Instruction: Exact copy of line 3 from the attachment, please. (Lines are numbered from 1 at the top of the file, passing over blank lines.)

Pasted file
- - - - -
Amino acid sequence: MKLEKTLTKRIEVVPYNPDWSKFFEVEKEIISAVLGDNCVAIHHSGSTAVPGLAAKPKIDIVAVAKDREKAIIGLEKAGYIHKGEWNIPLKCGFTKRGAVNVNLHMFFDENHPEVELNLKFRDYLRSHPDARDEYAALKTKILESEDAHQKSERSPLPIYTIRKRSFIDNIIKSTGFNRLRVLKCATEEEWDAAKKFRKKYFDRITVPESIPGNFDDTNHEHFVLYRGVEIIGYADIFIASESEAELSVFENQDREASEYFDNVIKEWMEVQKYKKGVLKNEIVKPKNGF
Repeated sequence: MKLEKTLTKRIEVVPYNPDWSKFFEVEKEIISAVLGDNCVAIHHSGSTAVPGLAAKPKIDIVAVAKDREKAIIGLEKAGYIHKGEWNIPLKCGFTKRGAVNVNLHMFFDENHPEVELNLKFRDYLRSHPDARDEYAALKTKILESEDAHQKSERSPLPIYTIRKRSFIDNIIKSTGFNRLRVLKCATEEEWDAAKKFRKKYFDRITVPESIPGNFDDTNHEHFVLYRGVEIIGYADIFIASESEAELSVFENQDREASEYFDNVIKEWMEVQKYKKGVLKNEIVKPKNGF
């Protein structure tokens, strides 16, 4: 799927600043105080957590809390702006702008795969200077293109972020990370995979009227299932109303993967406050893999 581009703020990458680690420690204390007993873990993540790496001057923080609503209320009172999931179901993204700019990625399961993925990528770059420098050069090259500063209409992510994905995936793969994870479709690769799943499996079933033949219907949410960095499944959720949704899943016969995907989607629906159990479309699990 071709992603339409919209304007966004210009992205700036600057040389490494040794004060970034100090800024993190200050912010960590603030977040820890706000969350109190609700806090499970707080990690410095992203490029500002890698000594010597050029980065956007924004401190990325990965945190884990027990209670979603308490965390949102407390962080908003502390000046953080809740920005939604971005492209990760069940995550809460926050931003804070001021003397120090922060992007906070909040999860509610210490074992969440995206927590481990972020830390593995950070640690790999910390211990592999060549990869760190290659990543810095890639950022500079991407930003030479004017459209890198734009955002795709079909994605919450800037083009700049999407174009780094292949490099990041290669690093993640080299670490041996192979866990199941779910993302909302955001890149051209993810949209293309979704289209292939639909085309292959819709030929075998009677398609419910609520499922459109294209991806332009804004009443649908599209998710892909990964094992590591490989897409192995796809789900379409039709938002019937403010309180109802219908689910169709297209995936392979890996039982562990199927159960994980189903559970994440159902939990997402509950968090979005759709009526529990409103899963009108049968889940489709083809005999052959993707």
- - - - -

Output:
């Protein structure tokens, strides 16, 4: 799927600043105080957590809390702006702008795969200077293109972020990370995979009227299932109303993967406050893999 581009703020990458680690420690204390007993873990993540790496001057923080609503209320009172999931179901993204700019990625399961993925990528770059420098050069090259500063209409992510994905995936793969994870479709690769799943499996079933033949219907949410960095499944959720949704899943016969995907989607629906159990479309699990 071709992603339409919209304007966004210009992205700036600057040389490494040794004060970034100090800024993190200050912010960590603030977040820890706000969350109190609700806090499970707080990690410095992203490029500002890698000594010597050029980065956007924004401190990325990965945190884990027990209670979603308490965390949102407390962080908003502390000046953080809740920005939604971005492209990760069940995550809460926050931003804070001021003397120090922060992007906070909040999860509610210490074992969440995206927590481990972020830390593995950070640690790999910390211990592999060549990869760190290659990543810095890639950022500079991407930003030479004017459209890198734009955002795709079909994605919450800037083009700049999407174009780094292949490099990041290669690093993640080299670490041996192979866990199941779910993302909302955001890149051209993810949209293309979704289209292939639909085309292959819709030929075998009677398609419910609520499922459109294209991806332009804004009443649908599209998710892909990964094992590591490989897409192995796809789900379409039709938002019937403010309180109802219908689910169709297209995936392979890996039982562990199927159960994980189903559970994440159902939990997402509950968090979005759709009526529990409103899963009108049968889940489709083809005999052959993707």